As recommended above, you’ll start at the rear with the nut that holds the needle and work your way forward to the tip.
A suggestion is lay the parts out in the order that you remove them and in the same general orientation that they had in the airbrush. Reassembly will generally be in the reverse order of disassembly, so, if the parts are laid out in a line, you’ll just start reassembly with the last piece removed. Keeping the parts oriented in the same way they were in the airbrush will help you get them oriented correctly during reassembly (if you forget how they go).
Note that the trigger (button you press to spray) and its bearing will likely drop out once the needle has been removed. Pay close attention to the orientation of these parts. The bearing will probably have a curved side that has to be correctly installed. It can likely be installed backwards, so be aware of it.
You don’t need to disassemble the air valve that the trigger presses down on (where the hose connects to the airbrush).
When you reinstall the needle (after reassembling the tip), gently push it all the way forward (to close the paint tip), then tighten its locking nut at the rear of the handle. The needle should fit in the paint tip to close it, but it needs NO FORCE to do this.
You want to be sure that when the return spring has pushed the trigger all the way forward, that the needle has also moved to close the paint tip. However, you don’t want any forward pressure on the needle in the tip as it sits closed. It should be in a neutral position, but closed. The return spring should only exert pressure on the needle as the trigger is pulled to the rear.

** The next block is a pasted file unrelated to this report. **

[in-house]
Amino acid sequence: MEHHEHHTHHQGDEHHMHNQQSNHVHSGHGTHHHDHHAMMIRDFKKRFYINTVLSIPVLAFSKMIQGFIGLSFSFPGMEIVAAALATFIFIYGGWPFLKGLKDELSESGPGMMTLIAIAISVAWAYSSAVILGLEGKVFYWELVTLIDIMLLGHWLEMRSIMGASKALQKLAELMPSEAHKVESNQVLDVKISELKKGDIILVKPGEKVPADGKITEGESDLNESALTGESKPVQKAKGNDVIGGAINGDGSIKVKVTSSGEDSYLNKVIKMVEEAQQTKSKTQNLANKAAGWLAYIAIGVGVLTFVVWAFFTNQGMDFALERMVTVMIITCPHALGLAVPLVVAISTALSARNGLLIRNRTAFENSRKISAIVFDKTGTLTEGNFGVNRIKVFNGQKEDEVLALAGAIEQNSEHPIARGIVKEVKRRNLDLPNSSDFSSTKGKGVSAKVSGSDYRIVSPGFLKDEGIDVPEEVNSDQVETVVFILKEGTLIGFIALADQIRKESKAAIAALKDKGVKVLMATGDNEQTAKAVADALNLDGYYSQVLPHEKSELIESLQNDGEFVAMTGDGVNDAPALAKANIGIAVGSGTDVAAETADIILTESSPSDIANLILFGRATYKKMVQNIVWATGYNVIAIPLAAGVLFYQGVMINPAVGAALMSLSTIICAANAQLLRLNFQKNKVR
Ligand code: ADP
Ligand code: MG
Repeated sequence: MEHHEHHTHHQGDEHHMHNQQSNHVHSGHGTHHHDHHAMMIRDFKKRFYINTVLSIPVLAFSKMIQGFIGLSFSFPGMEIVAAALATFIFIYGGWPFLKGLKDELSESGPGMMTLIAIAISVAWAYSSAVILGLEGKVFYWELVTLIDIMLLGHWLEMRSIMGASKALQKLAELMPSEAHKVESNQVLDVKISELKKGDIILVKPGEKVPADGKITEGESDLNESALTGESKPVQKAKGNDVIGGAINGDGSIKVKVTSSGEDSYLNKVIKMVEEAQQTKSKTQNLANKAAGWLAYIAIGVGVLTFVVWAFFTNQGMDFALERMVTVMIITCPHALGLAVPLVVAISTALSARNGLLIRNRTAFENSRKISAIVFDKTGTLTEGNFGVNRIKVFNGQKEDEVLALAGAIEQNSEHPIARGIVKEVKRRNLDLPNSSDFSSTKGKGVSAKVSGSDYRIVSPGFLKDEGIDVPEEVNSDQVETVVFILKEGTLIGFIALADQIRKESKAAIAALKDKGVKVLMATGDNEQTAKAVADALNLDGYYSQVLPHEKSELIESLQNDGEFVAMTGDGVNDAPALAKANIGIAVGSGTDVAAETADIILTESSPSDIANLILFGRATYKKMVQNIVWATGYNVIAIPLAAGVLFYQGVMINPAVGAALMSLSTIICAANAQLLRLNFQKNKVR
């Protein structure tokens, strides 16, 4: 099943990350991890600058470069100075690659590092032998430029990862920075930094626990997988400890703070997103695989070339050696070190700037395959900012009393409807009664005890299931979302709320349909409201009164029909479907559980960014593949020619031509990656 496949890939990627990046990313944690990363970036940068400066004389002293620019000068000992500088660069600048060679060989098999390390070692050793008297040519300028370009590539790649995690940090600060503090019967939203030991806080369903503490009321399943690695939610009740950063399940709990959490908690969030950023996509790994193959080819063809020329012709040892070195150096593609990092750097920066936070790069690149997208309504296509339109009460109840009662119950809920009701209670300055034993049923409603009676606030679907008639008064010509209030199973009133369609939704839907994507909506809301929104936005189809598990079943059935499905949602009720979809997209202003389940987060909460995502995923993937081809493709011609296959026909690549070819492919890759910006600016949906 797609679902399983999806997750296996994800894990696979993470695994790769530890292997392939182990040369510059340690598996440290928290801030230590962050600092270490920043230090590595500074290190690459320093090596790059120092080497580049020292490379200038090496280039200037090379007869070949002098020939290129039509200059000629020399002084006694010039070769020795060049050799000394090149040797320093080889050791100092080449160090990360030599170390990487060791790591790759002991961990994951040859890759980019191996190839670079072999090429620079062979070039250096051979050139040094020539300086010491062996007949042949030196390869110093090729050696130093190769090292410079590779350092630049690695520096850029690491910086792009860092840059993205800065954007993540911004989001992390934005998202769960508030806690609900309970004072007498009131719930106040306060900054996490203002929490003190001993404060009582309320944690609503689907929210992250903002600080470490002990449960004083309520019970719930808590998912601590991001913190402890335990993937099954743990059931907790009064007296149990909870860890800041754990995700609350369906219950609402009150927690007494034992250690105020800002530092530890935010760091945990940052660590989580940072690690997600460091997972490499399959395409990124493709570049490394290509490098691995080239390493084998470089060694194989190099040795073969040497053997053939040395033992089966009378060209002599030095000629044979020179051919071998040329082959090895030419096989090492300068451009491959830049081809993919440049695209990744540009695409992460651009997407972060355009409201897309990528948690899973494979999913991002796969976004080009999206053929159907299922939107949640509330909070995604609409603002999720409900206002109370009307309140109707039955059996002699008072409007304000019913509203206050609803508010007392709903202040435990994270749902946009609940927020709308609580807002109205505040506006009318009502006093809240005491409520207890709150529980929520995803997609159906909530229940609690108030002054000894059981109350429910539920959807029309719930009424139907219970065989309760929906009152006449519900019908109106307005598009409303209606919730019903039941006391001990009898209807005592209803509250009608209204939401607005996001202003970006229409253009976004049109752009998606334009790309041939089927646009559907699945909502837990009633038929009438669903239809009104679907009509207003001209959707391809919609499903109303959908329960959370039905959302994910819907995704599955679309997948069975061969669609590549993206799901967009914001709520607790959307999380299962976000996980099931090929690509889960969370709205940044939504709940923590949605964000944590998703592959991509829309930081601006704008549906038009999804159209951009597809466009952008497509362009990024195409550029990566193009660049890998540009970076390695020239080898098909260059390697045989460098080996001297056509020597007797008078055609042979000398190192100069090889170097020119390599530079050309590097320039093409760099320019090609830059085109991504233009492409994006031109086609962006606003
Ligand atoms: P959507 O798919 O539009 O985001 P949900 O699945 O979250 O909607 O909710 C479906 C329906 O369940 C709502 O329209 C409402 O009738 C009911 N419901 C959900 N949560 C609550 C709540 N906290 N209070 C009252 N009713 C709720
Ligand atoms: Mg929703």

Your brush might have a stop or adjustment to limit the amount of paint that can flow (it will stop the trigger from moving to the rear at a point that you chose). If your airbrush has this feature, you should open it up fully before you disassemble it. This makes it easier to be sure all of the adjustments work and the needle has full range of motion once the airbrush has been reassembled. (With practice and experience you will not need to do this later. The orientation of the parts and their range of movement will become understandable.)
If you remove the locking nut for the needle, and it does not want to pull out easily to the rear, then consider adding a few drops of lacquer thinner (cellulose thinners) into the paint cup and allow it to soak for a few minutes. A ring of dried paint around the need where it enters the paint cup can damage the o-ring air seal as you pull the needle out. Take care here. If it has been a while since you cleaned the airbrush well, you might have some trouble with this.
(This is one of those areas that you should clean routinely. The needle should slip out easily every time you disassemble it. If it does not, then you need to clean more often.)
Consider using a very small brush of the kind sold for flossing between your teeth to clean out the paint channel between the tip and the paint cup. Again, lacquer thinner can help to soften up old, dried paint collected in the this area.
(Again, this is an area that can cause problems unless cleaned regularly. No matter how much thinners you spray through the brush after painting, paint will build up in this channel. When it does, it will block the flow of paint.)
If your paint tip is clogged with dried paint, consider soaking it in lacquer thinners. This may take some time. If you cannot get all the paint out of it, you can carve / whittle / trim a wooden cocktail stick (wooden tooth pick) down to a very fine, thin point and use that to clean out the paint tip. IF YOU DO THIS, be VERY careful. This is the tip that you mention you split on your old airbrush. If you force the cocktail stick into it, you can do the same damage again.
However, a trimmed down wooden cocktail stick is better than trying to use a piece of wire or a sewing needle for this same purpose.
(Again, the paint tip is an area that is prone to clogging unless it is cleaned periodically.)